[Python-Dev] Major revision of PEP 348 committed
raymond.hettinger at verizon.net
Sun Aug 7 11:54:28 CEST 2005
VMError -- This is a new intermediate grouping so it won't break
anything and it does bring together two exceptions relating them by
source. However, I recommend against introducing this new group.
Besides added yet another thing to remember, it violates
Flat-Is-Better-Than-Nested (see FIBTN below). Also, the new group is
short on use cases with MemoryErrors sometimes being recoverable and
SystemErrors generally not. In the library, only cookielib catches
these and it does so along with KeyboardInterrupt in order to re-raise.
In general, you don't want to introduce a new grouping unless there is
some recurring need to catch that group.
EOFError -- I recommend leaving this one alone. IOError is generally
for real errors while EOF occurs in the normal course of reading a file
or filelike source. The former is hard to recover and the latter is
normal. The PEP's justification of "Since an EOF comes from I/O it only
makes sense that it be considered an I/O error" is somewhat shallow and
doesn't reflect thought about how those exceptions are actually used.
That information is readily attainable by scanning the standard library
with 57 instances of EOFError and 150 instances of IOError. There are a
few cases of overlap where an except clause catches both; however, the
two are mostly used independent from one another. The review of the
library gives a good indication of how much code would be broken by this
change. Also, see the FIBTN comment below.
AnyDeprecationWarning -- This grouping makes some sense intuitively but
do we have much real code that has had occasion to catch both at the
same time? If not, then we don't need this.
FIBTN (flat-is-better-than-nested) -- This bit of Zen carries extra
significance for the exception hierarchy. The core issue is that
exceptions are NOT inherently tree-structured. Each may ultimately
carry its own set of meaningful attributes and those tend to not neatly
roll-up into a parent/subclass relationships without Liskov violations.
Likewise, it is a mistake to introduce nesting as a means of
categorization. The problem is that many conflicting, though meaningful
groupings are possible. (i.e. grouped by source (vm, user, data,
system), grouped by recoverability or transience, grouped by
module/container type (dictionary errors, weakref errors, net errors,
warnings module, xml module, email errors), etc.)
The ONLY useful nestings are those for a cluster of exceptions that are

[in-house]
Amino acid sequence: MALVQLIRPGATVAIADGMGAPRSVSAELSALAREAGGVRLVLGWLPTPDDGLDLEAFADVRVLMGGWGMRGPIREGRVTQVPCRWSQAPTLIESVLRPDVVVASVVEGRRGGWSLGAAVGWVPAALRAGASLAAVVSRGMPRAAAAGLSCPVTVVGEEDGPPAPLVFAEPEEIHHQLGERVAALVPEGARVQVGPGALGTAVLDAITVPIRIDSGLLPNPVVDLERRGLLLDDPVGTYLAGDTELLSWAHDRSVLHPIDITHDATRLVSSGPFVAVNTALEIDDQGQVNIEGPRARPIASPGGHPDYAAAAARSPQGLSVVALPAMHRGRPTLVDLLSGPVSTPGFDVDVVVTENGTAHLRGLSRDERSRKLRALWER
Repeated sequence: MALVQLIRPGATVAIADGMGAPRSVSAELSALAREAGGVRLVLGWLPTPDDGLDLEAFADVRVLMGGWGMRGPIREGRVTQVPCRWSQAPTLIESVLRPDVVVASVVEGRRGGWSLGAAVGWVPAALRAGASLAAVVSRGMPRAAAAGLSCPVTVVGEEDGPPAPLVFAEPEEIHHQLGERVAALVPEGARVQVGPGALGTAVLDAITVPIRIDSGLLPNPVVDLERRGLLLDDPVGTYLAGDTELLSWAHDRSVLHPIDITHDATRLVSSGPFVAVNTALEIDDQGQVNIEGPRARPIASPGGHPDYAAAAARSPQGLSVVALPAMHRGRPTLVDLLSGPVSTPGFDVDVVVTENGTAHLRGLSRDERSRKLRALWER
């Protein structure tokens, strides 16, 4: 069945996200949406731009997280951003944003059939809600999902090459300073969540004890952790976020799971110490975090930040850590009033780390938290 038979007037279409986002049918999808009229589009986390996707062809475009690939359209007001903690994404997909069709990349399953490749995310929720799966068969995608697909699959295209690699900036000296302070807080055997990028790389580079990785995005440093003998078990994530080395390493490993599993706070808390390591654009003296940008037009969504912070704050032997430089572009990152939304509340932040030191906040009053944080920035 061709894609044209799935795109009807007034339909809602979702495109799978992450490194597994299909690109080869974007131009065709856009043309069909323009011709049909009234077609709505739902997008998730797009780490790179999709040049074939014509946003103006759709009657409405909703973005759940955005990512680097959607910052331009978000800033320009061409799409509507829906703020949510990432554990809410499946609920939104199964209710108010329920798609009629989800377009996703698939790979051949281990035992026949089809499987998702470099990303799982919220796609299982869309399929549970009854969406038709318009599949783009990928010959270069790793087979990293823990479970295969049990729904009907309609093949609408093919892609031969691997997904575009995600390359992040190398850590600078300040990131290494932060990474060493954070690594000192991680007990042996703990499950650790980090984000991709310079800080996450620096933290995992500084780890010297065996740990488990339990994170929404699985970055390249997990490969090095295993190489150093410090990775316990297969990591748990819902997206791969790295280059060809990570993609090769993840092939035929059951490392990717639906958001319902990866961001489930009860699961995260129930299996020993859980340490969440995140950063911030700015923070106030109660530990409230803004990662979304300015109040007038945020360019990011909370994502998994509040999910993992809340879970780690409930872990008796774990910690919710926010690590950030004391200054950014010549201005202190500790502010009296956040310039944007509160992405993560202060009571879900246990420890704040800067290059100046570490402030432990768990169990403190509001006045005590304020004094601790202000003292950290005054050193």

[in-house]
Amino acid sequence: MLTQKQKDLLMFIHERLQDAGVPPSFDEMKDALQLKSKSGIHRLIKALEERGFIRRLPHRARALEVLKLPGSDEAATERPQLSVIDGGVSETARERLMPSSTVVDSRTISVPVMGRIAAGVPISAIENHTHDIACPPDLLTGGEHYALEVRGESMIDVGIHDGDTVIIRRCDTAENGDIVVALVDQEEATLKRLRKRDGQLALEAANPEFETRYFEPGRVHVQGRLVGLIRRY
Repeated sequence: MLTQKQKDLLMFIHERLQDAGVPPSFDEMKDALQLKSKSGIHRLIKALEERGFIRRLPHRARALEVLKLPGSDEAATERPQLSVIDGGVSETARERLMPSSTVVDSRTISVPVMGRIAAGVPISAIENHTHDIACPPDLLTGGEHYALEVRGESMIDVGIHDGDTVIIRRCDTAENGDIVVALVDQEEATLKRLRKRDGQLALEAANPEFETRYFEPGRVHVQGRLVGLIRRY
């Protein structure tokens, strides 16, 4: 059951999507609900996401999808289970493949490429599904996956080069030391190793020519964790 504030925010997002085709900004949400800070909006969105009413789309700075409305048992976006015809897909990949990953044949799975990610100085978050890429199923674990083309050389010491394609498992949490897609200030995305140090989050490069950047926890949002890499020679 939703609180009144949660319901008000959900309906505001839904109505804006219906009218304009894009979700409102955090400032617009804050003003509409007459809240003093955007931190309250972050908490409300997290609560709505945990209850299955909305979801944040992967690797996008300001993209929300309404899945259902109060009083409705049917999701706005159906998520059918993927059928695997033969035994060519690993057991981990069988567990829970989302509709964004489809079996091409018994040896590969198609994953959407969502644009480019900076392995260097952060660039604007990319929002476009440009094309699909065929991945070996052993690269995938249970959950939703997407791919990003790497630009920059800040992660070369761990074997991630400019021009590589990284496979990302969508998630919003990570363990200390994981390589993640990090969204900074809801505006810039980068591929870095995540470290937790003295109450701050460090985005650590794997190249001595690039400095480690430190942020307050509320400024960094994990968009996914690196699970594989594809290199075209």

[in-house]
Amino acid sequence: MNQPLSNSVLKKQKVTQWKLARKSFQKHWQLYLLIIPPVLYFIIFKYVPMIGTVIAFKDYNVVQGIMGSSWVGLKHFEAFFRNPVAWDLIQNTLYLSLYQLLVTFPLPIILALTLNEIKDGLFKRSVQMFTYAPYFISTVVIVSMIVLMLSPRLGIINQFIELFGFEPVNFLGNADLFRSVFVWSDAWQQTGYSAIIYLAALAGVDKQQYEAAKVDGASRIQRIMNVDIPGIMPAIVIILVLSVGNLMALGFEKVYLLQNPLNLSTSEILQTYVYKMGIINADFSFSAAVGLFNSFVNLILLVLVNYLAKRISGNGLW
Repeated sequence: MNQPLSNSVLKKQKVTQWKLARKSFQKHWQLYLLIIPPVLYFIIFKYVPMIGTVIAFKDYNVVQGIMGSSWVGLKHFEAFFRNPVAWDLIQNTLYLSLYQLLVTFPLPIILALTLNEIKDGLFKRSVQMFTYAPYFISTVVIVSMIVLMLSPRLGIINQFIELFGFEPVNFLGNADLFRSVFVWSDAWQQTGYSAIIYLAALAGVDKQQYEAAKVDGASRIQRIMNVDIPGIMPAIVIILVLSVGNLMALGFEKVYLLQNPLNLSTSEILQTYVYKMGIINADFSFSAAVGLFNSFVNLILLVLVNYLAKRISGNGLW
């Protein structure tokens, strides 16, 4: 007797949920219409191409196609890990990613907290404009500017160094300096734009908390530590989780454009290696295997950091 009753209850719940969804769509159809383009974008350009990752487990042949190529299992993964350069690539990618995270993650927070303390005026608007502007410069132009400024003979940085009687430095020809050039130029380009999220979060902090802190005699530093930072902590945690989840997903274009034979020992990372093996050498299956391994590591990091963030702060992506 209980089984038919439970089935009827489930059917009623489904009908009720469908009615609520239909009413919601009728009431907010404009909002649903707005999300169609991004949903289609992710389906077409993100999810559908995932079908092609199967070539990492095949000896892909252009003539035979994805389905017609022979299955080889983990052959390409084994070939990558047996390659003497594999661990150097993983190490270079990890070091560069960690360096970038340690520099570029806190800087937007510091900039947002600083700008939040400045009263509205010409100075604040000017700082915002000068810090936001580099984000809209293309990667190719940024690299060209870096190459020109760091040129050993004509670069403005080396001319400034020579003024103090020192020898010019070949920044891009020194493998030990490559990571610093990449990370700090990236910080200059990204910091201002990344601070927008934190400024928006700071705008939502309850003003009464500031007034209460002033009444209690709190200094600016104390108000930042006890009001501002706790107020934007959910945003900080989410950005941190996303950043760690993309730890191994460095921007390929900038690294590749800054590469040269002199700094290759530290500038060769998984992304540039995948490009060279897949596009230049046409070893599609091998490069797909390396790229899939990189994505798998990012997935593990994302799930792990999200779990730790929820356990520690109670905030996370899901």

typically all handled together. IOW, any new nesting needs to be
justified by a long list of real code examples that currently catch all
those exceptions at the same time. Ideally, searching for that list
would also turn-up no competing instances where other, orthogonal
groupings are being used.
Vocabulary size -- At one time, python-dev exhibited a strong reluctance
to introduce any new builtins. No matter how sensible the idea, there
was typically an immediate effort to jam the proposed function into some
other namespace. It should be remembered that each of PEP 348's
proposed new exception groupings ARE new builtins. Therefore, the bar
for admission should be relatively high (i.e. I would prefer Fredrik's
join() proposal to any of the above new proposals). Every new word in
the vocabulary makes the language a little more complex, a little less
likely to fit in your brain, and a little harder to learn. Nestings
make this more acute since learning the new word also entails
remembering how it fits in the structure (yet another good reason for
Once again, my advice is not introduce change unless it is solving a
specific, real problem in existing code.
The groupings listed above feel like random ideas searching for a
justification rather than the product of an effort to solve known
If the PEP can't resist the urge to create new intermediate groupings,
then start by grepping through tons of Python code to find-out which
exceptions are typically caught on the same line. That would be a
worthwhile empirical study and may lead to useful insights.
Try to avoid reversing the process, staring at the existing tree, and
letting your mind arbitrarily impose patterns on it.
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